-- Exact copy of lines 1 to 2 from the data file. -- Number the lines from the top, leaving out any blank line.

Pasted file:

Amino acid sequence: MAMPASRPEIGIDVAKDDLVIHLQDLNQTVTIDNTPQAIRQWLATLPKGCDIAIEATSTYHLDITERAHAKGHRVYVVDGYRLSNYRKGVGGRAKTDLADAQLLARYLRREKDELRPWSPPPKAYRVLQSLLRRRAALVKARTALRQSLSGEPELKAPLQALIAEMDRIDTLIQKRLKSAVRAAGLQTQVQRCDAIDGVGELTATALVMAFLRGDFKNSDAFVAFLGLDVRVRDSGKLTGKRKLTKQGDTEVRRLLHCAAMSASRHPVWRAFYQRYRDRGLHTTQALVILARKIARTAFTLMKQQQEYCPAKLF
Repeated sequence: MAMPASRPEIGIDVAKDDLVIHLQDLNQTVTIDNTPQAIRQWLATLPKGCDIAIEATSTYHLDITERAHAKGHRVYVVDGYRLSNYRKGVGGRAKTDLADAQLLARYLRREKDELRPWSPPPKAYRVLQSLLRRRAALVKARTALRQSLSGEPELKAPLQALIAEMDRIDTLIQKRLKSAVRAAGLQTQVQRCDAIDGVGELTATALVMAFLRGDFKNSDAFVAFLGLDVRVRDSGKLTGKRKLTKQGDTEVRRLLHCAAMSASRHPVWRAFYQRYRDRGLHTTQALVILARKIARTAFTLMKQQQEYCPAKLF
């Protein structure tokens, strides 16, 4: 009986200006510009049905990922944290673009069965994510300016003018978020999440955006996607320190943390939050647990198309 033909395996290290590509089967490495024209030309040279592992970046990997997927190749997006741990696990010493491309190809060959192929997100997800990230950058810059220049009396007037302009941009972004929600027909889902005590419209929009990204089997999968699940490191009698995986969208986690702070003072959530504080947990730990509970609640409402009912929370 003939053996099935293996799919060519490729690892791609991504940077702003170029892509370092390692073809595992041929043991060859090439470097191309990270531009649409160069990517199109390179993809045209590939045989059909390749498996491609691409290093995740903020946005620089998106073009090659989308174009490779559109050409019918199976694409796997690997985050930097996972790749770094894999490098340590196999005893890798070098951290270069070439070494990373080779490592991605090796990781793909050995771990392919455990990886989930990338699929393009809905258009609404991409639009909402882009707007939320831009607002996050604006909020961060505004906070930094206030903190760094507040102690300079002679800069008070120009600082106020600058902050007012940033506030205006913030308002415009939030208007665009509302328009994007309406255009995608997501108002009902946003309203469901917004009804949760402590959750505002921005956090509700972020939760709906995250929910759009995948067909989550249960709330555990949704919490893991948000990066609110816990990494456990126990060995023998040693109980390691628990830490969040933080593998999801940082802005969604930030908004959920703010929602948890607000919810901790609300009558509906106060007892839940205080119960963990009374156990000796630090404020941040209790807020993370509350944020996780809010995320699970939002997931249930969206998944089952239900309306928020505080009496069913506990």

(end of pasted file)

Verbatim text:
Amino acid sequence: MAMPASRPEIGIDVAKDDLVIHLQDLNQTVTIDNTPQAIRQWLATLPKGCDIAIEATSTYHLDITERAHAKGHRVYVVDGYRLSNYRKGVGGRAKTDLADAQLLARYLRREKDELRPWSPPPKAYRVLQSLLRRRAALVKARTALRQSLSGEPELKAPLQALIAEMDRIDTLIQKRLKSAVRAAGLQTQVQRCDAIDGVGELTATALVMAFLRGDFKNSDAFVAFLGLDVRVRDSGKLTGKRKLTKQGDTEVRRLLHCAAMSASRHPVWRAFYQRYRDRGLHTTQALVILARKIARTAFTLMKQQQEYCPAKLF
Repeated sequence: MAMPASRPEIGIDVAKDDLVIHLQDLNQTVTIDNTPQAIRQWLATLPKGCDIAIEATSTYHLDITERAHAKGHRVYVVDGYRLSNYRKGVGGRAKTDLADAQLLARYLRREKDELRPWSPPPKAYRVLQSLLRRRAALVKARTALRQSLSGEPELKAPLQALIAEMDRIDTLIQKRLKSAVRAAGLQTQVQRCDAIDGVGELTATALVMAFLRGDFKNSDAFVAFLGLDVRVRDSGKLTGKRKLTKQGDTEVRRLLHCAAMSASRHPVWRAFYQRYRDRGLHTTQALVILARKIARTAFTLMKQQQEYCPAKLF